Hey Nostradamus is the story of absence, told by a quartet of characters. It’s direct, chilling and full of yearning, and will relentlessly bum you out if you’re feeling down.
It’s interesting – while I recall Microserfs as being both grim and amusing, this title is mostly grim. There’s some beautiful turns of phrase, though – some crystal-clear moments of almost theological brilliance. Fitting, I suppose, as one of the characters (paterfamilias Reg) is as pursed-lips holy-roller as you’ve seen in print. His section of the book – the last – is in particular filled with a sort of quiet beauty.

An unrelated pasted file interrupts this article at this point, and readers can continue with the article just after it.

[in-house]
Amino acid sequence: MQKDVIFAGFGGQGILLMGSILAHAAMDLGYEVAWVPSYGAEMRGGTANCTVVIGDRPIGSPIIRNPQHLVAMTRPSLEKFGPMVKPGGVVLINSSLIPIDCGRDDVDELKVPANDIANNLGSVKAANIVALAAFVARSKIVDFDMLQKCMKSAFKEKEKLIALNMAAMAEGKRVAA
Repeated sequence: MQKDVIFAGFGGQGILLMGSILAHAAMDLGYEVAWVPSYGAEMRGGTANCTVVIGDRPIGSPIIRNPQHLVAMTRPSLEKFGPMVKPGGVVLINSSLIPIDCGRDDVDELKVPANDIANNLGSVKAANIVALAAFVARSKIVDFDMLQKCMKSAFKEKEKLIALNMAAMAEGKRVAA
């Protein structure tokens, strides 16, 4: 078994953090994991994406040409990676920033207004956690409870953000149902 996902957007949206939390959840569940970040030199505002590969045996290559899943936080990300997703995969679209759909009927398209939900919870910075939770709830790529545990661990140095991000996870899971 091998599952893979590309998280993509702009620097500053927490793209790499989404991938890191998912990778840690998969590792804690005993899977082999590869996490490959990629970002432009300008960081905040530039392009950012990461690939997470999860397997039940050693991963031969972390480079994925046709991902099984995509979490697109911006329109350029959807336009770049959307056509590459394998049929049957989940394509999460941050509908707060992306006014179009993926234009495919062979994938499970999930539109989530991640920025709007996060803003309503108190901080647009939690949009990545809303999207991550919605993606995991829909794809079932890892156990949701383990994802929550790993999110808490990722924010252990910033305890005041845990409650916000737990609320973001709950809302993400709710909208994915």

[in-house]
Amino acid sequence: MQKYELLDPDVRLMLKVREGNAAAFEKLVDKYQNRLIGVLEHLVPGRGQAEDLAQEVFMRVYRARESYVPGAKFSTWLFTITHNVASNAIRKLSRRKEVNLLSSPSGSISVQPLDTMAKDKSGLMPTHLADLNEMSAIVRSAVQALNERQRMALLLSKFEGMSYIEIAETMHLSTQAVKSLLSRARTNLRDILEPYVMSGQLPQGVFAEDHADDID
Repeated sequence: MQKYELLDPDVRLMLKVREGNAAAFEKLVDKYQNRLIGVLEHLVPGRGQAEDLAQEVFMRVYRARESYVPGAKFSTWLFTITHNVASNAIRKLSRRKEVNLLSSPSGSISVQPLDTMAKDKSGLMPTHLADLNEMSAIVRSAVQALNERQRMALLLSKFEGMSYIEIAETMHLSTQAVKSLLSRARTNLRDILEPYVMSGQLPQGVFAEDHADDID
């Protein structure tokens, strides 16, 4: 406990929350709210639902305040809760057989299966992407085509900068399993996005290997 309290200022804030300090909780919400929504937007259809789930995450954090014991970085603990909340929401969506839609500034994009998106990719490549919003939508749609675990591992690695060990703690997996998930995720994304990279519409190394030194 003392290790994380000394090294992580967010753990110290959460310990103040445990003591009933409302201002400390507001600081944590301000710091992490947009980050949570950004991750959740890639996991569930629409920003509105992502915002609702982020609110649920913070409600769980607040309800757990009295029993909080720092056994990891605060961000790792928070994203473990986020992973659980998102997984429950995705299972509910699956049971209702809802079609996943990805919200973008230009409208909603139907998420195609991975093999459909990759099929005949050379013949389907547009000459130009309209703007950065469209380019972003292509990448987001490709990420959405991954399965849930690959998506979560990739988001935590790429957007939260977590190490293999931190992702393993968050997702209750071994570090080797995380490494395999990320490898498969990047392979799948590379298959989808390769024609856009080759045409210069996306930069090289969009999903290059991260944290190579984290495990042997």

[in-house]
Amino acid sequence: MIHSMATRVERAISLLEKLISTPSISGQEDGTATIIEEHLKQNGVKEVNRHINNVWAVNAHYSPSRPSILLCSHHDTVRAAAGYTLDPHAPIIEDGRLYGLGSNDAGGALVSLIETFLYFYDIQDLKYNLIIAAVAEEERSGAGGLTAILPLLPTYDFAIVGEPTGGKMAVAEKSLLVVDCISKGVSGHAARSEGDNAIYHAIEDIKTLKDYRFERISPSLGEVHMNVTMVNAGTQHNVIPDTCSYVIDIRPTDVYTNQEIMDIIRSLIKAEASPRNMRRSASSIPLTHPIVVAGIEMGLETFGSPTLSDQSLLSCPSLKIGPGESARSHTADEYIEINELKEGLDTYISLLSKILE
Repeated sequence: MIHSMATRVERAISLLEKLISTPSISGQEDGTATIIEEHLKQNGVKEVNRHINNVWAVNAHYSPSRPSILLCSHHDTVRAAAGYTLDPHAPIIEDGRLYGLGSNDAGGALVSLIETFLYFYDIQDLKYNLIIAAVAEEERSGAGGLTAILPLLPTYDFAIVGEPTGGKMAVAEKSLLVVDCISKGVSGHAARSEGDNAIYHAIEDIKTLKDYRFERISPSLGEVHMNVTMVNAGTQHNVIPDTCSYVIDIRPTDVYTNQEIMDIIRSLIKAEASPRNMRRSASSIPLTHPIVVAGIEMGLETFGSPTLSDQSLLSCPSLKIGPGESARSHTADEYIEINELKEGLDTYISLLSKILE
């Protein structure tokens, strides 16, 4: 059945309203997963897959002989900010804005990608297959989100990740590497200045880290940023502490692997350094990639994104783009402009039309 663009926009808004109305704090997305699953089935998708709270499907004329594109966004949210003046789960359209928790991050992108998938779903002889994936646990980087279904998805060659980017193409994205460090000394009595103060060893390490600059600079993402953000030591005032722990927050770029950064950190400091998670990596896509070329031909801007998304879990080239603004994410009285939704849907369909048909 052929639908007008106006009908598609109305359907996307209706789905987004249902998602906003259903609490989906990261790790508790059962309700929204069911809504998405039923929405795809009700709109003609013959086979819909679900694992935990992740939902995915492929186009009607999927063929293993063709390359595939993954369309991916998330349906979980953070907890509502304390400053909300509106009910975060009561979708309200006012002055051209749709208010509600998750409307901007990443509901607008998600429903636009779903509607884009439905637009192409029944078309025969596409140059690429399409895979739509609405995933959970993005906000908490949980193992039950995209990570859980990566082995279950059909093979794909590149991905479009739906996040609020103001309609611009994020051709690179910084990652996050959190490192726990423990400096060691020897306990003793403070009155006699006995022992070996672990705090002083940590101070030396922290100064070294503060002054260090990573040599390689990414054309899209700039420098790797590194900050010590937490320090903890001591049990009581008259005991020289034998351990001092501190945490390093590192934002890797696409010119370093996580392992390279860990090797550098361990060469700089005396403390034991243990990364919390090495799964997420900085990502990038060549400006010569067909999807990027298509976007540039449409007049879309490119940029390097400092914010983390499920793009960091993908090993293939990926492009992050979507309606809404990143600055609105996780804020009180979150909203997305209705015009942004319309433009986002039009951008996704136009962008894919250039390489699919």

Religion looms large through the text. Without spoiling too much, the story of a school shooting (and its effect on the four narrating characters, whether immediate or years-on) is the book’s epicentre. It’s where the emotional waves begin, and the role of faith – and what to do when it’s lost – is key. The loneliness of life – after death or disappearance or loss of principles and pride – is skewered here, almost painfully so. The violence and random nature of life – and of how cruel even the best intentions may be – is conveyed in a breathtakingly accurate way.
And yet, I can’t give this a higher mark. While the subject matter is deeply evocative, there’s some narrative kludges which – while they do provide tension and some payoff later – seem very clumsy, and take the reader out of the story.
This is a great one-sitting read, though, and as far as literature about school shootings and grief go, it’s golden. There’s some fine writing on religion and its struggles; just don’t read it if you’re drinking at home, alone.